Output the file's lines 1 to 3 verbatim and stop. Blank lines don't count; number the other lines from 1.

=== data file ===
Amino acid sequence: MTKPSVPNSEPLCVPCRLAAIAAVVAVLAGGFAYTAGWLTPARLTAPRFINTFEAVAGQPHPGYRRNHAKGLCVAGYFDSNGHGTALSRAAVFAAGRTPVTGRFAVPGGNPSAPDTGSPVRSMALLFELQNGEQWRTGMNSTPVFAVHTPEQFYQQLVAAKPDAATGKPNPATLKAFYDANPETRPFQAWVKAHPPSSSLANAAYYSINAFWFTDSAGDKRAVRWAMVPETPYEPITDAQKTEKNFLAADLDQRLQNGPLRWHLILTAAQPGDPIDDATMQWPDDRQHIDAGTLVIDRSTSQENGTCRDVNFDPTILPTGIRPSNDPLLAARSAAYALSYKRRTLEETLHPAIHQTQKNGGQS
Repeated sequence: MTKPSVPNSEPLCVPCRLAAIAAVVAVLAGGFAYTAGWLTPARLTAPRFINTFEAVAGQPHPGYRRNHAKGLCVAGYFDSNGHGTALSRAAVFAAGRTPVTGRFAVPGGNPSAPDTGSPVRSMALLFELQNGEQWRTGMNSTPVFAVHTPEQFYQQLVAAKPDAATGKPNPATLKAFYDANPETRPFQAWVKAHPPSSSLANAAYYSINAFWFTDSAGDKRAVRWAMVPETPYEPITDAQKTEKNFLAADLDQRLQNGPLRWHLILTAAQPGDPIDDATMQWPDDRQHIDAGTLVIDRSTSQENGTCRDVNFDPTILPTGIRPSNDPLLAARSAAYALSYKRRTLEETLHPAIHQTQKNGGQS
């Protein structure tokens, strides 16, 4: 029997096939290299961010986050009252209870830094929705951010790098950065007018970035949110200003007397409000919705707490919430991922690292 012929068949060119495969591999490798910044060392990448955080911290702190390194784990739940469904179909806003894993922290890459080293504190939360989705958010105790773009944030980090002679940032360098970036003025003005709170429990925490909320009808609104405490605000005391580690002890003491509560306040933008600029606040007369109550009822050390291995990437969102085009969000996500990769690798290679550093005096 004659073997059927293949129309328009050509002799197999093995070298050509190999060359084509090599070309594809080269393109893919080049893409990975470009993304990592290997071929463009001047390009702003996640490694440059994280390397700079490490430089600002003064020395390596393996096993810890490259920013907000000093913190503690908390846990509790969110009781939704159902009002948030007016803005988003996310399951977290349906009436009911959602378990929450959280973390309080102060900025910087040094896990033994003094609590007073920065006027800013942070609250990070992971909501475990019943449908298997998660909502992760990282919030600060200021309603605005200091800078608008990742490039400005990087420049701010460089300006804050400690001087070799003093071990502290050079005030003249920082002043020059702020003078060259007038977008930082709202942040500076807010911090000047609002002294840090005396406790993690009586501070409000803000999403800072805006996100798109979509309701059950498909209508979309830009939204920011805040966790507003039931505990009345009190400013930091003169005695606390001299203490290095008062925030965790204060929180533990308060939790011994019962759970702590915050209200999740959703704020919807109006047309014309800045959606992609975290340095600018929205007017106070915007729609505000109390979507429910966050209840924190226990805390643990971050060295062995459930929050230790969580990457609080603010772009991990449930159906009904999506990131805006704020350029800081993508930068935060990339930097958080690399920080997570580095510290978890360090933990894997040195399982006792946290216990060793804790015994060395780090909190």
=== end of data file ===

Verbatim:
Amino acid sequence: MTKPSVPNSEPLCVPCRLAAIAAVVAVLAGGFAYTAGWLTPARLTAPRFINTFEAVAGQPHPGYRRNHAKGLCVAGYFDSNGHGTALSRAAVFAAGRTPVTGRFAVPGGNPSAPDTGSPVRSMALLFELQNGEQWRTGMNSTPVFAVHTPEQFYQQLVAAKPDAATGKPNPATLKAFYDANPETRPFQAWVKAHPPSSSLANAAYYSINAFWFTDSAGDKRAVRWAMVPETPYEPITDAQKTEKNFLAADLDQRLQNGPLRWHLILTAAQPGDPIDDATMQWPDDRQHIDAGTLVIDRSTSQENGTCRDVNFDPTILPTGIRPSNDPLLAARSAAYALSYKRRTLEETLHPAIHQTQKNGGQS
Repeated sequence: MTKPSVPNSEPLCVPCRLAAIAAVVAVLAGGFAYTAGWLTPARLTAPRFINTFEAVAGQPHPGYRRNHAKGLCVAGYFDSNGHGTALSRAAVFAAGRTPVTGRFAVPGGNPSAPDTGSPVRSMALLFELQNGEQWRTGMNSTPVFAVHTPEQFYQQLVAAKPDAATGKPNPATLKAFYDANPETRPFQAWVKAHPPSSSLANAAYYSINAFWFTDSAGDKRAVRWAMVPETPYEPITDAQKTEKNFLAADLDQRLQNGPLRWHLILTAAQPGDPIDDATMQWPDDRQHIDAGTLVIDRSTSQENGTCRDVNFDPTILPTGIRPSNDPLLAARSAAYALSYKRRTLEETLHPAIHQTQKNGGQS
């Protein structure tokens, strides 16, 4: 029997096939290299961010986050009252209870830094929705951010790098950065007018970035949110200003007397409000919705707490919430991922690292 012929068949060119495969591999490798910044060392990448955080911290702190390194784990739940469904179909806003894993922290890459080293504190939360989705958010105790773009944030980090002679940032360098970036003025003005709170429990925490909320009808609104405490605000005391580690002890003491509560306040933008600029606040007369109550009822050390291995990437969102085009969000996500990769690798290679550093005096 004659073997059927293949129309328009050509002799197999093995070298050509190999060359084509090599070309594809080269393109893919080049893409990975470009993304990592290997071929463009001047390009702003996640490694440059994280390397700079490490430089600002003064020395390596393996096993810890490259920013907000000093913190503690908390846990509790969110009781939704159902009002948030007016803005988003996310399951977290349906009436009911959602378990929450959280973390309080102060900025910087040094896990033994003094609590007073920065006027800013942070609250990070992971909501475990019943449908298997998660909502992760990282919030600060200021309603605005200091800078608008990742490039400005990087420049701010460089300006804050400690001087070799003093071990502290050079005030003249920082002043020059702020003078060259007038977008930082709202942040500076807010911090000047609002002294840090005396406790993690009586501070409000803000999403800072805006996100798109979509309701059950498909209508979309830009939204920011805040966790507003039931505990009345009190400013930091003169005695606390001299203490290095008062925030965790204060929180533990308060939790011994019962759970702590915050209200999740959703704020919807109006047309014309800045959606992609975290340095600018929205007017106070915007729609505000109390979507429910966050209840924190226990805390643990971050060295062995459930929050230790969580990457609080603010772009991990449930159906009904999506990131805006704020350029800081993508930068935060990339930097958080690399920080997570580095510290978890360090933990894997040195399982006792946290216990060793804790015994060395780090909190």